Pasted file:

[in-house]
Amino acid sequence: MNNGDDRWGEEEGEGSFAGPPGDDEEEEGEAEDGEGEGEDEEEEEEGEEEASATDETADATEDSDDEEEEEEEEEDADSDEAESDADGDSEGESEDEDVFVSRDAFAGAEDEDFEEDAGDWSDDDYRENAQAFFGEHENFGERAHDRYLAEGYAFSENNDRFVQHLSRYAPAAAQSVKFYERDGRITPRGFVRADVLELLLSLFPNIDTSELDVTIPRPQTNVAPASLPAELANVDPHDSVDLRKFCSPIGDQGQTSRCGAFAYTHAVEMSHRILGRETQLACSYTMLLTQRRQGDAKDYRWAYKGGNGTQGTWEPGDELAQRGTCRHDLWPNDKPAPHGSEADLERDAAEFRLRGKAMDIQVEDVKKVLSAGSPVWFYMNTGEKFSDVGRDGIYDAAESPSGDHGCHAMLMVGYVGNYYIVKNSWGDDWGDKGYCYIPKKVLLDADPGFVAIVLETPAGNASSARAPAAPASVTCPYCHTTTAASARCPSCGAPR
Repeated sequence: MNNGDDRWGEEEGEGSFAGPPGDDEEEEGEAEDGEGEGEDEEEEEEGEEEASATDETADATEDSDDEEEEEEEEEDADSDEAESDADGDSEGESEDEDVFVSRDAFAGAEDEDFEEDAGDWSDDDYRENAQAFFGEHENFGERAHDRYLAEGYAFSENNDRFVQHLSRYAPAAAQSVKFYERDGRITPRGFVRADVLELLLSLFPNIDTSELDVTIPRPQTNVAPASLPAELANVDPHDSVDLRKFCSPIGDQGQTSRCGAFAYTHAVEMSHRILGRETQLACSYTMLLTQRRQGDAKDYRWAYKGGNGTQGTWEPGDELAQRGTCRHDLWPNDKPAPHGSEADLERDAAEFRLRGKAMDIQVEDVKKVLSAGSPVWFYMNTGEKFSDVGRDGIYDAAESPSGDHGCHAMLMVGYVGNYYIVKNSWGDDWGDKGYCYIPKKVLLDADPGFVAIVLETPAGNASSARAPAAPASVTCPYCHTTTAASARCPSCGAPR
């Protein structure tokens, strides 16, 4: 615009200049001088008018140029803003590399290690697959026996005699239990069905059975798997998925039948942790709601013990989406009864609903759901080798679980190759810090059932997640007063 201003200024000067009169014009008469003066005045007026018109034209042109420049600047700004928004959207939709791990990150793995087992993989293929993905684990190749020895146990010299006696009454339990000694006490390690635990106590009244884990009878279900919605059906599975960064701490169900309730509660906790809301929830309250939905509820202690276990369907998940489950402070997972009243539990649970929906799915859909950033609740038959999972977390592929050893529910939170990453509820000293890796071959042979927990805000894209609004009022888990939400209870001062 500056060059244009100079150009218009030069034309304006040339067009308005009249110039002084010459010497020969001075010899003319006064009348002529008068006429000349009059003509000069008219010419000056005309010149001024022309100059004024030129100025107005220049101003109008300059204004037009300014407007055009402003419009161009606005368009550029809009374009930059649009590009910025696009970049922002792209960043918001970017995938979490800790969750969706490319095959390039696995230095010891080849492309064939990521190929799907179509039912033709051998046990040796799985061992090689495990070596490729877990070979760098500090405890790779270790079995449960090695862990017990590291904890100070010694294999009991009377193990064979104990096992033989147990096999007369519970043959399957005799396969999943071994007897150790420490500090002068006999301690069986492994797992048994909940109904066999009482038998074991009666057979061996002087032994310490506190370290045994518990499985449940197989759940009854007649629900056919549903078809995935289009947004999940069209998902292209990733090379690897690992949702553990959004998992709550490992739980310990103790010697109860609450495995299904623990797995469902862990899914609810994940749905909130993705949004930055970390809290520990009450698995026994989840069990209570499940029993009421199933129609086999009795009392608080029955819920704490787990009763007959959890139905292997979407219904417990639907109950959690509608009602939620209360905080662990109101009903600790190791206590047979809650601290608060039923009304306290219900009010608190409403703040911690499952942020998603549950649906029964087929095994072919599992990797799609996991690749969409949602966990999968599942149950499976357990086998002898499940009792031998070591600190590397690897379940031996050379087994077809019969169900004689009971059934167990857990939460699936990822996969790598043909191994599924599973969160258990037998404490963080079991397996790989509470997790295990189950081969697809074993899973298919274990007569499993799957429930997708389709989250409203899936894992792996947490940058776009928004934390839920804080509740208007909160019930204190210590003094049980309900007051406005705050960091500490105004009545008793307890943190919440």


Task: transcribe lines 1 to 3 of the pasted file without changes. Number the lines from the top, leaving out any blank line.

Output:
[in-house]
Amino acid sequence: MNNGDDRWGEEEGEGSFAGPPGDDEEEEGEAEDGEGEGEDEEEEEEGEEEASATDETADATEDSDDEEEEEEEEEDADSDEAESDADGDSEGESEDEDVFVSRDAFAGAEDEDFEEDAGDWSDDDYRENAQAFFGEHENFGERAHDRYLAEGYAFSENNDRFVQHLSRYAPAAAQSVKFYERDGRITPRGFVRADVLELLLSLFPNIDTSELDVTIPRPQTNVAPASLPAELANVDPHDSVDLRKFCSPIGDQGQTSRCGAFAYTHAVEMSHRILGRETQLACSYTMLLTQRRQGDAKDYRWAYKGGNGTQGTWEPGDELAQRGTCRHDLWPNDKPAPHGSEADLERDAAEFRLRGKAMDIQVEDVKKVLSAGSPVWFYMNTGEKFSDVGRDGIYDAAESPSGDHGCHAMLMVGYVGNYYIVKNSWGDDWGDKGYCYIPKKVLLDADPGFVAIVLETPAGNASSARAPAAPASVTCPYCHTTTAASARCPSCGAPR
Repeated sequence: MNNGDDRWGEEEGEGSFAGPPGDDEEEEGEAEDGEGEGEDEEEEEEGEEEASATDETADATEDSDDEEEEEEEEEDADSDEAESDADGDSEGESEDEDVFVSRDAFAGAEDEDFEEDAGDWSDDDYRENAQAFFGEHENFGERAHDRYLAEGYAFSENNDRFVQHLSRYAPAAAQSVKFYERDGRITPRGFVRADVLELLLSLFPNIDTSELDVTIPRPQTNVAPASLPAELANVDPHDSVDLRKFCSPIGDQGQTSRCGAFAYTHAVEMSHRILGRETQLACSYTMLLTQRRQGDAKDYRWAYKGGNGTQGTWEPGDELAQRGTCRHDLWPNDKPAPHGSEADLERDAAEFRLRGKAMDIQVEDVKKVLSAGSPVWFYMNTGEKFSDVGRDGIYDAAESPSGDHGCHAMLMVGYVGNYYIVKNSWGDDWGDKGYCYIPKKVLLDADPGFVAIVLETPAGNASSARAPAAPASVTCPYCHTTTAASARCPSCGAPR